1985 BMW 325e E30 Fuel Pump Information


This picture is from my not-very-happy 1985 BMW 325e E30.

The main fuel pump is on the driver side, towards the rear.  According to one BMW guru who advised me, and some part numbers I saw, it seems that for practical purposes, these cars use the same fuel pump as contemporary cars with the M30 engine, i.e., the 5, 6 and 7 series. In fact, I raided my E30 so as to install its fuel pump on my E24 car, a 1984 BMW 633 CSi. As far as I can tell, these fuel pumps seem to be the same.

Removing this fuel pump from the E30 was tricky. When it comes to fuel hoses, I can either:

  • Cut them and then replace them with new hose, or
  • Remove them and put them back as they were.

I personally have found old fuel hoses to be the cause of almost all of the fuel leaks I’ve experienced, so I now prefer to cut the old hoses off and replace them with new hoses. I make sure I get high-pressure hoses made for fuel injected systems, since I’ve had some bad experiences where a shop installed less-resilient hose and I ended up with a massive fuel leak while driving on, quite literally, the “Loneliest Road in America,” highway 50 in Nevada.

Another reason why I prefer to cut and replace is that it’s a pain to remove old hoses gently. They tend to have become hardened and tricky to remove.

Regardless, I didn’t like how short the hose is, between the disk-style fuel filter and the main fuel pump, in the picture. Cutting through this hose is difficult because I’m at risk of cutting into the metal of either the filter or the pump, and by then I’ve cut enough hose to cause fuel to leak … and metal on metal tends to make for sparks, and sparks plus fuel can mean a fire, with me maybe ending up dead, or wishing I were.  So, what seemed like a simple task was actually potentially dangerous, in this case.  I personally stopped cutting once I realized the danger, and I weakened the rubber hose and then yanked on it hard enough to essentially tear it apart.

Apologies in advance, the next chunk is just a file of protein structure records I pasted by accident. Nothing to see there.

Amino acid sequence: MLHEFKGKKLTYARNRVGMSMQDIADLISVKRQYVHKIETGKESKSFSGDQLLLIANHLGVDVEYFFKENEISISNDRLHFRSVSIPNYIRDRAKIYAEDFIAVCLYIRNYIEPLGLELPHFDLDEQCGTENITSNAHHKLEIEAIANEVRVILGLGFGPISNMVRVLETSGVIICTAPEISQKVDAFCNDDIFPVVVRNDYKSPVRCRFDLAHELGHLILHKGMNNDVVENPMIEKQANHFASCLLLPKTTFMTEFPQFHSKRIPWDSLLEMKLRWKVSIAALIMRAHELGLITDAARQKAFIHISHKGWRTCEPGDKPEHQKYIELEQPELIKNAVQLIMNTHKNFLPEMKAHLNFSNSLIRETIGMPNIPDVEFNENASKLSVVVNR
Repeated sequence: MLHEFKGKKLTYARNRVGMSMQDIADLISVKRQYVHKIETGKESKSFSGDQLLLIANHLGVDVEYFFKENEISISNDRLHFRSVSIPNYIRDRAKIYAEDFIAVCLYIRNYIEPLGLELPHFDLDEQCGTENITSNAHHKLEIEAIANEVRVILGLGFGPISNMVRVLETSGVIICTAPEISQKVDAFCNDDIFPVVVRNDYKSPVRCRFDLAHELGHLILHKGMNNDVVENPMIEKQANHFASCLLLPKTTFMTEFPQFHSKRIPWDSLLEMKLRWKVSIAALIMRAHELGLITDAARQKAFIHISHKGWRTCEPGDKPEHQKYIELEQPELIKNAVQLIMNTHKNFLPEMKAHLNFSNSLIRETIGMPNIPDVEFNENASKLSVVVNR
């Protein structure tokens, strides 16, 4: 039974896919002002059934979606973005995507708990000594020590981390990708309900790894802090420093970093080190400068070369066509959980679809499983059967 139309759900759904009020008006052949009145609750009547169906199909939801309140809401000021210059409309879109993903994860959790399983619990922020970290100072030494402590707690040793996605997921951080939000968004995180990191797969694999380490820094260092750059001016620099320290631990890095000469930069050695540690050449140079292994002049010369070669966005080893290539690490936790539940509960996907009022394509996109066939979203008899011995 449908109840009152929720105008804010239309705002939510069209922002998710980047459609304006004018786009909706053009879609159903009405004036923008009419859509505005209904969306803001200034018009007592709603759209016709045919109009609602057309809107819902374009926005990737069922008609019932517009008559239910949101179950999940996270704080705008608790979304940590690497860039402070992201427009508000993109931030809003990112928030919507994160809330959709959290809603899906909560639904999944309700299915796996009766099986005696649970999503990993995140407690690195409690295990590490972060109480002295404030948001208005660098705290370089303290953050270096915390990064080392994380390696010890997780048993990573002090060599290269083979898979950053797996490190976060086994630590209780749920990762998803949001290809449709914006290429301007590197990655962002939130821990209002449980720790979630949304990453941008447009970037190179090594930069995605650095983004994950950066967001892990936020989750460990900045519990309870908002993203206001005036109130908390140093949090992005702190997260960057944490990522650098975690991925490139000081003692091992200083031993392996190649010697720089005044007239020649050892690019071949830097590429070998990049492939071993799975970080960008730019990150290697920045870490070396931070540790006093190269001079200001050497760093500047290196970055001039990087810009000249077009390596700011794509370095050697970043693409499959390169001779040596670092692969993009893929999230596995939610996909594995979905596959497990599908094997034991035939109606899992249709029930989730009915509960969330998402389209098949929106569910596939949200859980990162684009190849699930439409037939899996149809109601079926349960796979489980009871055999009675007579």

I dimly recall that later vehicles have a different style fuel filter. The later unit is longer, and sits parallel to the fuel pump and even looks somewhat like it, essentially a metal tube of the same approximate girth and length.  The placement is also more inboard. That should simplify things.  So, it’s only on the earlier cars that this sort of placement makes things more difficult.


5 thoughts on “1985 BMW 325e E30 Fuel Pump Information

  1. Hello I have the same car 325e my car had problems starting from time to time but eventually just didint start just cranks but no start . How did you find out it was your external fuel pump that was bad . Also the disk fuel ( you mentioned disk style )filter is the only fuel filter your car has?

    • Hi Alex!

      To be honest, I don’t remember the details any more but I’m happy to try to figure it out again for you.

      If that happened to me today the first thing I’d do would be to disable the fuel pump such as by pulling the relay, and then I’d remove the spark plug wires and attach them to a set of 6 spark plugs taped to a steel pipe that’s attached to the car’s ground. I’d hang that from the open hood and crank the motor and see if there’s a hot spark for each plug. If yes, I’d pull each plug from the head and do a compression check. This stuff is easy and cheap to troubleshoot compared to fuel issues, unless you KNOW you have a fuel issue. And then that might still not be the only issue so you might fix your fuel problem and the car still won’t start, and then you’re puzzled.

      To test the main fuel pump, I undo the hose clamp where the hose from the back of the car connects to the fuel rail, in the back of the latter. If fuel gushes all over my hand, and next time I’ll wear a glove, dammit, then there’s fuel pressure and possibly enough. If there’s none, I worry about the main fuel pump and then I reconnect the hose clamp and run a hot wire (with an alligator clamp) from the battery to the positive of the fuel pump. It should hum, and I should hear fuel sloshing around the fuel rail. If it’s quiet, I suspect the pump or its ground connection. If it works then the pump might be OK but the wiring ain’t, e.g. the fuel relay fried.

      Am I making sense?


    • As the fuel filter, I believe so yes. The older models have something that looks like a second filter but that’s actually a sort of fuel pressure shock absorber so that the pulsed pressure from the fuel pump don’t make the injectors squirt erratically. I guess on later years BMW decided the problem wasn’t worth worrying about and they deleted the part.

  2. Thanks for replying, i check my Fuel pump, and its working Properly. there is no power on Fuse 11 but there is power on my fuel pump relay. Any ideas why ? I check pin 13 and there is power also!

    • Hi Alex! Okay, good detective work. So I’m presuming your car has good spark, and good cylinder compression. If these are not validated assumption please go make sure. So, your fuel pump works when you take positive directly to it from the battery, yes? Is there then pressure in the fuel rail?


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